Laverne & Shirley

TV review by
Melissa Camacho, Common Sense Media
Laverne & Shirley TV Poster Image
Classic sitcom duo is still doing it their way.

Parents say

age 13+
Based on 1 review

Kids say

age 10+
Based on 5 reviews

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The parents' guide to what's in this TV show.

Positive Messages

Laverne and Shirley are independent but must contend with the double standards that exist for men and women as well as the traditional female roles of the time (the show is set in the late '50s and early '60s). Friendship and loyalty are strong themes, particularly between Laverne and Shirley and Lenny and Squiggy. The cast is Caucasian, but many of the characters are of Italian and/or Polish heritage. The characters are from a working-class background, and occasional plots highlight this fact. Frank De Fazio exhibits chauvinistic behavior, and Mrs. Babish has been married eight times.

Positive Role Models & Representations

Characters demonstrate integrity and teamwork.

Violence & Scariness

Plenty of physical comedy and pratfalls, and some slapstick-like pushing and shoving. One specific episode suggests that Laverne was at risk of being raped by a blind date.

Sexy Stuff

Occasional kissing and mild sexual innuendo that will go over the head of young viewers. Shirley is a prude and refers to sex as "vodeo-doe-doe." Occasional discussions about the double standards that exist for men and women when it comes to sexual activity. Laverne is sexually active and has a pregnancy scare.


Pepsi bottles are visible, and the product is referred to often (Laverne likes to drink Pepsi and milk). Squiggy likes to drink Bosco chocolate flavoring.

Drinking, Drugs & Smoking

Alcohol (especially beer) and tobacco products are occasionally visible and consumed. Some characters appear drunk as part of the comedy sequences.

What parents need to know

Parents need to know that Laverne & Shirley is a classic slapstick sitcom is about two young women living and working on their own in Milwaukee in the late 1950s and early 1960s. Their desire to live independently is often challenged by the traditional gender roles of the time. The series stresses the importance of friendship, loyalty, and family. Alcohol (mostly beer) is visible -- the girls work in a brewery, after all -- and characters sometimes get drunk. The show's mild references to sexual activity will easily go over kids' head.

User Reviews

  • Parents say
  • Kids say
Adult Written bydvdgirl August 11, 2020

Not bad.

We need more shows like this clean cut and well enjoyable.
Teen, 15 years old Written byHunter.O May 14, 2016

A Classic! But, you really need to be careful who you watch it with.

I LOVE this show! But, there are inappropriate things that are mentioned. Nothing worse than something that would be found in Happy Days or Welcome Back, Kotter... Continue reading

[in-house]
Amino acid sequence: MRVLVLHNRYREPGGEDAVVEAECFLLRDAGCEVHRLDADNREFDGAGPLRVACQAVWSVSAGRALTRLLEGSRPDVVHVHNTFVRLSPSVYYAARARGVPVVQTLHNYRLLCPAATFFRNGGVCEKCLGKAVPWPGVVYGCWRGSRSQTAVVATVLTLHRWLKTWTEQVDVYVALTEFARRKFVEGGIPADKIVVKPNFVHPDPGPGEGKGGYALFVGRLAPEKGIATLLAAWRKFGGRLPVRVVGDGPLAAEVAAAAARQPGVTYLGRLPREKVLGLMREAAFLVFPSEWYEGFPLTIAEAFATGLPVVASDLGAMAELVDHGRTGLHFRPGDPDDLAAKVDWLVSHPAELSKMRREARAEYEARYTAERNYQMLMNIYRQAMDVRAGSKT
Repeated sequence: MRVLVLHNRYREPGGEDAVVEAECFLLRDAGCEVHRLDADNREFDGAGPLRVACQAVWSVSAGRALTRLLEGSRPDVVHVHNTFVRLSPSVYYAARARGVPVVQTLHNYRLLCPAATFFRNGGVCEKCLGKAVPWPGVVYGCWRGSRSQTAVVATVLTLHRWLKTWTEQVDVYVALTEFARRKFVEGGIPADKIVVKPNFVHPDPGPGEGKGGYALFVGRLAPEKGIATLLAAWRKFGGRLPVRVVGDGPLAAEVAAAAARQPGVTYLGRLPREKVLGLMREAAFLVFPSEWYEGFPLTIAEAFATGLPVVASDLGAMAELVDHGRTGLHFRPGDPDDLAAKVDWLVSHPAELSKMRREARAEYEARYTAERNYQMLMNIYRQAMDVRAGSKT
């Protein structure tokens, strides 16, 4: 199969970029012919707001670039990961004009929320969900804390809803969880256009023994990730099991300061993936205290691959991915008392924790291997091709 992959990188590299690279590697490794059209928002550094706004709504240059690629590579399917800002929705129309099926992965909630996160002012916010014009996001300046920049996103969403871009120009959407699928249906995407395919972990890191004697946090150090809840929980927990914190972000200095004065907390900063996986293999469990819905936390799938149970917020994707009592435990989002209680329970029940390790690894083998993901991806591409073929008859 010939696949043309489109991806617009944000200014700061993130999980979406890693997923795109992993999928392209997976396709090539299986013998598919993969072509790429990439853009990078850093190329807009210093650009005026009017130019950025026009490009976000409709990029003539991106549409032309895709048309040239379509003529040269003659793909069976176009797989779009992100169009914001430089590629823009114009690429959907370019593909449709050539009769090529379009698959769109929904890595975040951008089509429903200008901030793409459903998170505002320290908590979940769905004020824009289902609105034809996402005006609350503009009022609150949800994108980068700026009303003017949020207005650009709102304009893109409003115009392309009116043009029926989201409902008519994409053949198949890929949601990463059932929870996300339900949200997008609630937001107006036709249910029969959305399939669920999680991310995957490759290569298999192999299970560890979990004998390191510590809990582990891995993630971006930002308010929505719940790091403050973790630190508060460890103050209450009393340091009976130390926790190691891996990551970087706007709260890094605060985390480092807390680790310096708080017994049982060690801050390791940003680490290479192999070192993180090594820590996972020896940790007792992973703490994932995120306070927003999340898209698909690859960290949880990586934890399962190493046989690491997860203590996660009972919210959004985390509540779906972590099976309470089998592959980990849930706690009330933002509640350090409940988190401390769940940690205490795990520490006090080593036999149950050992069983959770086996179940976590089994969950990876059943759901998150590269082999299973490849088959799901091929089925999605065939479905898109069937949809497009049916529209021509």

Teen, 13 years old Written bythefamilyorg October 24, 2015

Excellent for Families

Always appropriate for kids, teenagers, and adults. Everybody would love the show, Laverne and Shirley.

What's the story?

A spin-off of Happy Days, LAVERNE & SHIRLEY is a slapstick-heavy sitcom that follows the adventures of tough-talking cynic Laverne De Fazio (Penny Marshall) and refined, perky Shirley Feeney (Cindy Williams), two twenty-something working-class women trying to make it on their own in Milwaukee, Wisc., in the late 1950s. The roommates work at a brewery and enjoy a life full of bowling, dating, and getting out of mishaps. Characters include pesky neighbors Lenny Kosnowski (Michael McKean) and Andrew "Squiggy" Squiggmann (David Lander); Laverne's over-protective father, Pizza Bowl owner Frank De Fazio (Phil Foster); landlady Edna Babish (Betty Garrett), and Shirley's on-again/off-again boyfriend, Carmine Ragusa (Eddie Mekka). Many plotlines revolve around bad dates and the search for the ideal man, and the duo's frequent attempts to help family and friends always lead to hilarious situations.

Is it any good?

While the show is guilty of some stereotyping, the main characters' overall choices usually defy conventional gender roles, making them two of television's first liberated women. The series demonstrates the tensions that exist between Laverne and Shirley's desire to be true to themselves and the traditional expectations placed on them as women in the late '50s and early '60s. While both women look at men as potential marriage material, they're not willing to stay with someone just for the sake of getting married.

It's worth noting that the show suffered considerably after the characters left Milwaukee for L.A. in the sixth season; several regular cast members eventually left, and things just weren't the same. The first five seasons are definitely the ones to watch.

Talk to your kids about ...

  • Families can talk about what it's like to move out of your parents' home and live independently and how that is shown on Laverne & Shirley. What are some of the major responsibilities of people living on their own? At what age is it OK for kids to leave the "nest"? Was it the same for young people in the '50s and '60s?

  • Families can discuss the traditional gender roles of the '50s and '60s. How does the show address those issues? Does it reinforce them or try to change them? How does the fact that the show was filmed in the '70s and '80s affect its messages about independence and gender roles two decades earlier?

  • How do the characters on Laverne & Shirley demonstrate integrity and teamwork? Why are these important character strengths?

TV details

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